The masterminds behind the election

How do you get your party leader to embrace a message and then stick to it? By employing these people
Machine Gun America: The amusement park where teenagers go to shoot a huge range of automatic weapons

Machine Gun America

The amusement park where teenagers go to shoot a huge range of automatic weapons
The ethics of pet food: Why are we are so selective in how we show animals our love?

The ethics of pet food

Why are we are so selective in how we show animals our love?
How Tansy Davies turned 9/11 into her opera 'Between Worlds'

How a composer turned 9/11 into her opera 'Between Worlds'

Tansy Davies makes her operatic debut with a work about the attack on the Twin Towers. Despite the topic, she says it is a life-affirming piece
11 best bedside tables

11 best bedside tables

It could be the first thing you see in the morning, so make it work for you. We find night stands, tables and cabinets to wake up to
Italy vs England player ratings: Did Andros Townsend's goal see him beat Harry Kane and Wayne Rooney to top marks?

Italy vs England player ratings

Did Townsend's goal see him beat Kane and Rooney to top marks?
Danny Higginbotham: An underdog's tale of making the most of it

An underdog's tale of making the most of it

Danny Higginbotham on being let go by Manchester United, annoying Gordon Strachan, utilising his talents to the full at Stoke and plunging into the world of analysis
Audley Harrison's abusers forget the debt he's due, but Errol Christie will always remember what he owes the police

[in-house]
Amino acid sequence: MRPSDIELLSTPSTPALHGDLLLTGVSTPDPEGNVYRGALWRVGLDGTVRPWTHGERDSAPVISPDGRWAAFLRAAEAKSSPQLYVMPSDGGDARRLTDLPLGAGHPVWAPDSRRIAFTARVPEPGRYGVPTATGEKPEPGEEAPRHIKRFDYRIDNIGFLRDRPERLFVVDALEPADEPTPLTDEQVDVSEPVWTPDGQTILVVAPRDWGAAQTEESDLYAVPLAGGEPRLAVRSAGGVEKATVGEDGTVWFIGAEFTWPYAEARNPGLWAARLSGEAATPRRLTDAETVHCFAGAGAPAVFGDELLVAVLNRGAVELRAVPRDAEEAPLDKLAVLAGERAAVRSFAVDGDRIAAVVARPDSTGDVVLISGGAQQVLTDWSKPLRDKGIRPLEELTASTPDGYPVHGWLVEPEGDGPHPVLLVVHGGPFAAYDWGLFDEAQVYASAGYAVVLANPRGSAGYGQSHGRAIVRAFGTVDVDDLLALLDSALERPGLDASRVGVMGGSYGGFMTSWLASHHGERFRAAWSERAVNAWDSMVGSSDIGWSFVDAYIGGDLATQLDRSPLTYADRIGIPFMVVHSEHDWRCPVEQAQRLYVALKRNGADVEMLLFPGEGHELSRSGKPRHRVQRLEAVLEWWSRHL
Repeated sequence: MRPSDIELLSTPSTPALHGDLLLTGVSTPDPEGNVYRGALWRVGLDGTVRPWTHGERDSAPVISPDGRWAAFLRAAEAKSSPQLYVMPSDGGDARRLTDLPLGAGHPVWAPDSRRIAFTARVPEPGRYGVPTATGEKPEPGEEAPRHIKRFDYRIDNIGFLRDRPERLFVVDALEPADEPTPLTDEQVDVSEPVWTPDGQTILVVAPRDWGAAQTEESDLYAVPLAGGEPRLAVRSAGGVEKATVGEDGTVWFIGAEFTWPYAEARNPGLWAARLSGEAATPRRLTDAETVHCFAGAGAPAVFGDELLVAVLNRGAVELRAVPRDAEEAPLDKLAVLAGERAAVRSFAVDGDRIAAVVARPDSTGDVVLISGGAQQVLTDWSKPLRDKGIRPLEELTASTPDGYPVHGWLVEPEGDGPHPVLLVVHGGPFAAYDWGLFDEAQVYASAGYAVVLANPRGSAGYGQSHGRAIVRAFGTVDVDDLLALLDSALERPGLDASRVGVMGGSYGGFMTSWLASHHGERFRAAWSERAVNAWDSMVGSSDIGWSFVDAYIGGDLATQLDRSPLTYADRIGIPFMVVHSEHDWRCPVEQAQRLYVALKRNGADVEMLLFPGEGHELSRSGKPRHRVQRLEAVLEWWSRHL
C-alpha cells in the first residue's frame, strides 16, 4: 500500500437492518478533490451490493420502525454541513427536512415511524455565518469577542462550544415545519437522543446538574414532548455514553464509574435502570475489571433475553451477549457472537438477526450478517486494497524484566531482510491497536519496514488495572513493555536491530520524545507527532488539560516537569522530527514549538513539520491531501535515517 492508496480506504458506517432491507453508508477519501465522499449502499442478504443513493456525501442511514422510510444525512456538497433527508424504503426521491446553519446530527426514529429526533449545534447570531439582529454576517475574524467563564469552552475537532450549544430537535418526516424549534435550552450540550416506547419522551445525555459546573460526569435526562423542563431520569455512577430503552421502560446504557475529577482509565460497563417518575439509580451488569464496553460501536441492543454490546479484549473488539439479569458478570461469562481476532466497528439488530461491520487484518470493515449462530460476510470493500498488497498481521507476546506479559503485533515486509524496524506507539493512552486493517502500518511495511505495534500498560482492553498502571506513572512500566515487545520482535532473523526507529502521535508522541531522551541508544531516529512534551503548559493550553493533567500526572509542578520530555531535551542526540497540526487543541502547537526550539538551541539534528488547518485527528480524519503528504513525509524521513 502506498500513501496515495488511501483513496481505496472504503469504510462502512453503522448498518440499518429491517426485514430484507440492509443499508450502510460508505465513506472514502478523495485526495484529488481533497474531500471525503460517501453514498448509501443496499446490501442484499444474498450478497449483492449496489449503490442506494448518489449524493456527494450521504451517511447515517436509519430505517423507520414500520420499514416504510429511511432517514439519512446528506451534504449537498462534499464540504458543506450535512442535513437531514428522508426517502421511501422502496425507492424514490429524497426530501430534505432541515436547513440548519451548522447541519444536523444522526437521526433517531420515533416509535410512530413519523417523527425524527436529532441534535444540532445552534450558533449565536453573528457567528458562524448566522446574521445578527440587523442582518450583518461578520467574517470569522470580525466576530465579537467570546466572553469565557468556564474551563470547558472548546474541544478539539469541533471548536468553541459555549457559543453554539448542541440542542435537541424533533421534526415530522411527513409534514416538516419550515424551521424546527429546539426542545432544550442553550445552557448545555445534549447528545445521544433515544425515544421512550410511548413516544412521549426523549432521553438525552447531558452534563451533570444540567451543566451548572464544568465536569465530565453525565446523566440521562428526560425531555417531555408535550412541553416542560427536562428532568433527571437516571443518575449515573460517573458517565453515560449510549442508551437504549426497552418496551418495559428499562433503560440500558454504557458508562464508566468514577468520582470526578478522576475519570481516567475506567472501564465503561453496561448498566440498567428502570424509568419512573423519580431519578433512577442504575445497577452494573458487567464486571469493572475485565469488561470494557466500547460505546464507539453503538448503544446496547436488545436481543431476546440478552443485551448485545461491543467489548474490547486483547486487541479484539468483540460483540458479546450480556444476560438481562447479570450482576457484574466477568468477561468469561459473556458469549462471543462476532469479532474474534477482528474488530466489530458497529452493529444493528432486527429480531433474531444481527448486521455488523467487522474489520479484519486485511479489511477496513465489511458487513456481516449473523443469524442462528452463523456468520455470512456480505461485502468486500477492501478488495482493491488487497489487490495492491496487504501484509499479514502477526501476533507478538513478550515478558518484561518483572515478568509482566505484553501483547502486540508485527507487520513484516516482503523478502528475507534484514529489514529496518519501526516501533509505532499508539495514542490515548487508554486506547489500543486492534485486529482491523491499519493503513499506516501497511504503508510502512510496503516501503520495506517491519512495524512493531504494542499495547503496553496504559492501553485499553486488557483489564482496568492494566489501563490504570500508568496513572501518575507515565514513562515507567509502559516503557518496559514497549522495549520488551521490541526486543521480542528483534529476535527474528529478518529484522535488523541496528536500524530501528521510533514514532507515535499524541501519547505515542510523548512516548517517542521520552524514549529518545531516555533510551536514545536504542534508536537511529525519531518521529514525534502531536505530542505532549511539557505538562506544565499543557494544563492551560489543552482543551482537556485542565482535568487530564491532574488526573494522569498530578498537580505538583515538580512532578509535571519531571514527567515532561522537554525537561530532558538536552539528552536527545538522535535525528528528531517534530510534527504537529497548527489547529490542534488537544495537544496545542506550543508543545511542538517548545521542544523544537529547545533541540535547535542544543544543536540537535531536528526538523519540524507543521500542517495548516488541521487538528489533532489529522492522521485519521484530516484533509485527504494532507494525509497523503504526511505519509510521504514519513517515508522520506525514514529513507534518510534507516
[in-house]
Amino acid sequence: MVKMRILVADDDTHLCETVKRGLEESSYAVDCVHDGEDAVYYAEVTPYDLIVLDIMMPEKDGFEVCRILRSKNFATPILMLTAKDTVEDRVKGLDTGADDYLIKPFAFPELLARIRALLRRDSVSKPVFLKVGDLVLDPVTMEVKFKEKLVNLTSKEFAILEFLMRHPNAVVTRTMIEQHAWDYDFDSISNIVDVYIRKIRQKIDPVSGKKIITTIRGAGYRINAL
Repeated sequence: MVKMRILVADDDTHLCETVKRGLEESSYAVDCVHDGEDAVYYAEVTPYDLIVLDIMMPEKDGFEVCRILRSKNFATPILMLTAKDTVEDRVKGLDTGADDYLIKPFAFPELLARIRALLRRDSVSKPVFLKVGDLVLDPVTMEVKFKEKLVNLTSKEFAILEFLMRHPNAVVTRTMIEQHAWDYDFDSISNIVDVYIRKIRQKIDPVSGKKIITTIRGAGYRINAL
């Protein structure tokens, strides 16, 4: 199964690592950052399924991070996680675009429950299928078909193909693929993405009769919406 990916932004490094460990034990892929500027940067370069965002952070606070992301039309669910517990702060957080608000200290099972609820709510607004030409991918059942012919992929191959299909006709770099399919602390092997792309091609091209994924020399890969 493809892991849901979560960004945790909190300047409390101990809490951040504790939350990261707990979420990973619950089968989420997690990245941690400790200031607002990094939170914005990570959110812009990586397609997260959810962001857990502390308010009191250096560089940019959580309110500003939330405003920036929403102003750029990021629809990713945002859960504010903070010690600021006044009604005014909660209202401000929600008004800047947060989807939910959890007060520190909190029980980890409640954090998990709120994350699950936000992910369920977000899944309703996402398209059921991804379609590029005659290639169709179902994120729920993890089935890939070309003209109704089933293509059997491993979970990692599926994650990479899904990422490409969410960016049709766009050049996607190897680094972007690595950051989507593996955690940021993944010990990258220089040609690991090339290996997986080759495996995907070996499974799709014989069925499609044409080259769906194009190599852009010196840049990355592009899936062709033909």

Steve Bunce: Inside Boxing

Audley Harrison's abusers forget the debt he's due, but Errol Christie will always remember what he owes the police
No postcode? No vote

Floating voters

How living on a houseboat meant I didn't officially 'exist'
Louis Theroux's affable Englishman routine begins to wear thin

By Reason of Insanity

Louis Theroux's affable Englishman routine begins to wear thin
Power dressing is back – but no shoulderpads!

Power dressing is back

But banish all thoughts of Eighties shoulderpads
Spanish stone-age cave paintings 'under threat' after being re-opened to the public

Spanish stone-age cave paintings in Altamira 'under threat'

Caves were re-opened to the public
'I was the bookies’ favourite to be first to leave the Cabinet'

Vince Cable interview

'I was the bookies’ favourite to be first to leave the Cabinet'
Election 2015: How many of the Government's coalition agreement promises have been kept?

Promises, promises

But how many coalition agreement pledges have been kept?
The Gaza fisherman who built his own reef - and was shot dead there by an Israeli gunboat

The death of a Gaza fisherman

He built his own reef, and was fatally shot there by an Israeli gunboat